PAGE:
Up until Thursday night, Wahab Riaz was not aware that he’d be taking the field against the West Indies the following morning.
He had a torrid time in South Africa - 163 runs off 21 overs, including a 10-0-93-2 in Johannesburg. Wahab was then a last-minute inclusion for the Champions Trophy and did not feature against Scotland and the first tie against Ireland. After giving away 45 runs off his seven overs in the second ODI against Ireland, and coming into bat at 133 for seven, Wahab was probably hoping he had sat that one out too. He defended apprehensively and slashed unconvincingly in what seemed a lost cause then. Until that late cameo that shocked all those watching.
A week later, Wahab, head still bobbling as he ran in, bowled with venom and purpose, eager to impress against the South Africans in the warm-up, trying hard to sneak into the playing-XI. He was fully aware that Ehsan Adil and Asad Ali remained ahead in the pecking order given that the team-sheet will already have two left-arm pacers and that the captain thought of Adil and Asad as better bowlers.
But Misbah’s decision to play Wahab alongside Irfan and Junaid brought to the fore – once again - the gaping hole left behind by Abdul Razzaq in his peak days – someone with the ability to bowl and slog towards the end. Wahab did bowl his heart out against the West Indies, reaching 92mph and bending his back consistently. But even he was aware that it was the long tail – especially since Umar Gul’s absent too – and Misbah not trusting his batsmen to come good that helped him get the nod.
“The Oval pitch had really good pace and bounce and it’s really handy to have someone bowl at 150kph,” Misbah had said after the two-wicket loss against the Windies. “Wahab showed us that he’s capable of that against South Africa [in the warm-up] and again against the West Indies. He’s also something special down the order as well. Having four tail-enders does become a problem for us in the later overs sometimes and he’s the one who can bat well. He gives us that balance which we need in the team.”
The search for an all-rounder is desperate – team manager Naved Akram Cheema even insists Umar Amin is the answer to the problem, despite limited experience and shot selection – and given Pakistan’s strategy of late, of a steady start and keeping wickets in hand for a late onslaught, the want becomes a need. The presence of four openers in the squad does not help though, taking up an extra slot that can be better utilised in the lower-order in the shape of a batsman with the ability to clear the rope and act as a sixth bowler if things don’t go to plan.
The need for an allrounder is dearly felt. But in the aftermath of the South Africa loss at Edgbaston, if the experienced six can’t do it, there is not much hope down the order. Shoaib Malik’s bowling graph had dropped shockingly and while Monday was slightly different for a change, he fails to bring much to the ODI squad except being a handy boundary-rider or in an occasional, successful dodgy run-chase. Shahid Afridi may make yet another comeback but his ageing back, and the ‘unwanted’ tag in the dressing room, may make things difficult for him, despite the reported political influence. Not to mention his form over the last twelve months. The only format where Razzaq can still make an impact is a Twenty20 and that’s more with the bat than both. It’s a big ask for Fawad Alam to clear the ropes consistently and he probably has hit the end of the road when it comes to white-ball cricket. But perhaps he can be relied upon with staying out in the middle. Hammad Azam continues to be confined to domestic cricket as the selectors and team management refuse to place their trust in the young allrounder’s abilities. The search continues. With Pakistan already out of the Champions Trophy, it will be interesting to see what combination Misbah goes in with in the highly-anticipated yet inconsequential encounter against India.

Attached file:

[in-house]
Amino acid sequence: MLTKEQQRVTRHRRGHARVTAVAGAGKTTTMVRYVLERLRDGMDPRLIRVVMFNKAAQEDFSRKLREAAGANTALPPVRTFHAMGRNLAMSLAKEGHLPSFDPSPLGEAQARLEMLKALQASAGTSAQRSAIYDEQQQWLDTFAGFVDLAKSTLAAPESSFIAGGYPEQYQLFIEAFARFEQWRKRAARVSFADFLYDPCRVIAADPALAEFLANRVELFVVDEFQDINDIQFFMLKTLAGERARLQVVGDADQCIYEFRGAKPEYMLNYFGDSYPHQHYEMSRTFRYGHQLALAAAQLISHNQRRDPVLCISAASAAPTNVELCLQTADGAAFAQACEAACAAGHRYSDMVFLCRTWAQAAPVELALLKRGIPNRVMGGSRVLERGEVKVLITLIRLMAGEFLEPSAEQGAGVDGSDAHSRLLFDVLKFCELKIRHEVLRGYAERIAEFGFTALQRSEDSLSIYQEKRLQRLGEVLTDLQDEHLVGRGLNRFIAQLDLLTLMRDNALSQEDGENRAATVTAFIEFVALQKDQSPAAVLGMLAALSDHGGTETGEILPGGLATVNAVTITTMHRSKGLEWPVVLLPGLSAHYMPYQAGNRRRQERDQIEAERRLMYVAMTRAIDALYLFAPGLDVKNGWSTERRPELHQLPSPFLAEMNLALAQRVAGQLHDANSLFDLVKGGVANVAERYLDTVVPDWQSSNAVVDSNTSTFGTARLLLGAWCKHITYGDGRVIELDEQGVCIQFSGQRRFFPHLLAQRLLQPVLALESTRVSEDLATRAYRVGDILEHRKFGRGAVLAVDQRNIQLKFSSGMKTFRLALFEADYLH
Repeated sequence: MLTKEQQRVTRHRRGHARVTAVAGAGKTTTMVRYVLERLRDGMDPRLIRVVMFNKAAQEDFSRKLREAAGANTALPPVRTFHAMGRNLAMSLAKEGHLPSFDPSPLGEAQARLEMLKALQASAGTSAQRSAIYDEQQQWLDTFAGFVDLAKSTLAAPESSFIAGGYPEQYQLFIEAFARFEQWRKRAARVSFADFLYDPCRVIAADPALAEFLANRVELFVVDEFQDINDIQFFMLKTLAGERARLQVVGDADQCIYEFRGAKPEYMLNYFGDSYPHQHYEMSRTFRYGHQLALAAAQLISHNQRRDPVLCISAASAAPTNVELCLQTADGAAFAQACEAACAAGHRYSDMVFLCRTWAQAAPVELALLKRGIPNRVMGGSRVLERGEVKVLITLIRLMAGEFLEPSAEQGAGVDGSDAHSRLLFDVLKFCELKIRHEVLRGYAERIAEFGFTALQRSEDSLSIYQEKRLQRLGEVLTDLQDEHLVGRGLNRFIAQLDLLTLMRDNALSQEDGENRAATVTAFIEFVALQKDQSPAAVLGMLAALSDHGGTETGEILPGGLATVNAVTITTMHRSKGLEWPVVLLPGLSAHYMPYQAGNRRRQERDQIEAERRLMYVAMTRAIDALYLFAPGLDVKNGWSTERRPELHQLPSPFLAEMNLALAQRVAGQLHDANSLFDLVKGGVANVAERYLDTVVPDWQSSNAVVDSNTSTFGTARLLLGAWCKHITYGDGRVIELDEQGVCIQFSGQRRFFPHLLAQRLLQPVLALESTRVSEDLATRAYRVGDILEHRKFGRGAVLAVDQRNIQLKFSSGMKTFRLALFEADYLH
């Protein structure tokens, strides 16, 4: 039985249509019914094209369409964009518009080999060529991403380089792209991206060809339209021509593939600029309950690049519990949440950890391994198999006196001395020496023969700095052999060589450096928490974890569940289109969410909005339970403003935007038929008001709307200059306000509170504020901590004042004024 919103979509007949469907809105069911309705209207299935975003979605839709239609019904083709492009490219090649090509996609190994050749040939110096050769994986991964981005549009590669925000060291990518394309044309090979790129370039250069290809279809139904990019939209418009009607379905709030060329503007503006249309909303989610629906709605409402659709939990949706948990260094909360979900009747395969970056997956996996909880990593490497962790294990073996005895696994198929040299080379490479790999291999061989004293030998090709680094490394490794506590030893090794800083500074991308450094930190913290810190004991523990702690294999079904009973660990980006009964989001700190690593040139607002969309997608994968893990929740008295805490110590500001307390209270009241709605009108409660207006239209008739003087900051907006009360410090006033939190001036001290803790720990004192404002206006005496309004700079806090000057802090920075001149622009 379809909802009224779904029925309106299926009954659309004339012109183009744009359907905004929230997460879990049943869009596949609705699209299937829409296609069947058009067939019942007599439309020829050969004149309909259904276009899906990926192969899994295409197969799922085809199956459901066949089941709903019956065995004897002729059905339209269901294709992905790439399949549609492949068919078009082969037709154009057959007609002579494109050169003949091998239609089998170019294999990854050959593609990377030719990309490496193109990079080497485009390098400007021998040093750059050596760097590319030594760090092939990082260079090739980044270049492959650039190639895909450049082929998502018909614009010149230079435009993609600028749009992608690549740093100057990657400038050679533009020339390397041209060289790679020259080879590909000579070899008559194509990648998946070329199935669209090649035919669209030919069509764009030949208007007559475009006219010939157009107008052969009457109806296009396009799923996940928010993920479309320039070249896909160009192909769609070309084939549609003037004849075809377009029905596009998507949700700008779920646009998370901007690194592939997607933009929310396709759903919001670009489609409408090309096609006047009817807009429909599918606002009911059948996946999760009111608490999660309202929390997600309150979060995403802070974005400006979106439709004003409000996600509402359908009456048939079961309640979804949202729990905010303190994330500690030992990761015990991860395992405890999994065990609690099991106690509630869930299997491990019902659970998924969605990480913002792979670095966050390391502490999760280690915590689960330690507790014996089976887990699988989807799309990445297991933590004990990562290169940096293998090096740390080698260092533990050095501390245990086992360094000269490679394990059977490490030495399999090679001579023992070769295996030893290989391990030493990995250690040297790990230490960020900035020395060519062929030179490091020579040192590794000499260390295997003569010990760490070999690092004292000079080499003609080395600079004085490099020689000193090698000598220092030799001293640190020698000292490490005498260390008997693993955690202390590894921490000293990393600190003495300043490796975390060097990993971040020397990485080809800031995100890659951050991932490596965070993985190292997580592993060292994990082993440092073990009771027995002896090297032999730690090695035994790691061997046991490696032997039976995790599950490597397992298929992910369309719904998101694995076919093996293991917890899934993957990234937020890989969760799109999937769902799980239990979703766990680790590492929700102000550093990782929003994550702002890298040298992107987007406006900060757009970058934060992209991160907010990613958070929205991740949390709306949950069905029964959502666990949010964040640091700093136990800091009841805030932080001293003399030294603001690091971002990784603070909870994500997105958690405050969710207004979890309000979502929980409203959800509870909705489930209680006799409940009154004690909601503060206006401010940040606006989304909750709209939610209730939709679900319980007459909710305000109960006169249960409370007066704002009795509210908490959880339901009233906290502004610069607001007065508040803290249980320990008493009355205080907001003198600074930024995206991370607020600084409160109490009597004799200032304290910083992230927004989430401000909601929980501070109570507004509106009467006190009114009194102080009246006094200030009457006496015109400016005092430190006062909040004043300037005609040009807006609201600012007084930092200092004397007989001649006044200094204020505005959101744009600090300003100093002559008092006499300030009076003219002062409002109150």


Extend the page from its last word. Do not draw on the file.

Wahab is not the ideal choice for the slot and may not even make it to the playing-XI when Gul returns. Bowling, his stronger suit, tends to get wayward and costly when that rhythm is not there. Pakistan’s bowling coach, Mohammad Akram, though, reckons Wahab, who has given over five runs an over 14 times in his last 23 matches, needs to be consistently in the playing-XI for things to improve. Wahab has 45 wickets and has scored 211 runs at a strike-rate of over 82 in 31 ODIs. He’s good when in rhythm – and that happens in patches. He did vindicate Misbah’s gamble in him in the warm-up and against the West Indies – with the ball, at least – but the captain’s decision to overlook Wahab’s economy-rate issues and opt for him over his preferred choices is a sign of desperation that the batting woes are not to disappear anytime soon – aptly displayed at Edgbaston.
It also tells a sorry tale that from the reported abundance of talent, Pakistan cannot find an allrounder worthy of a place in the eleven or are not keen on playing the ones they have.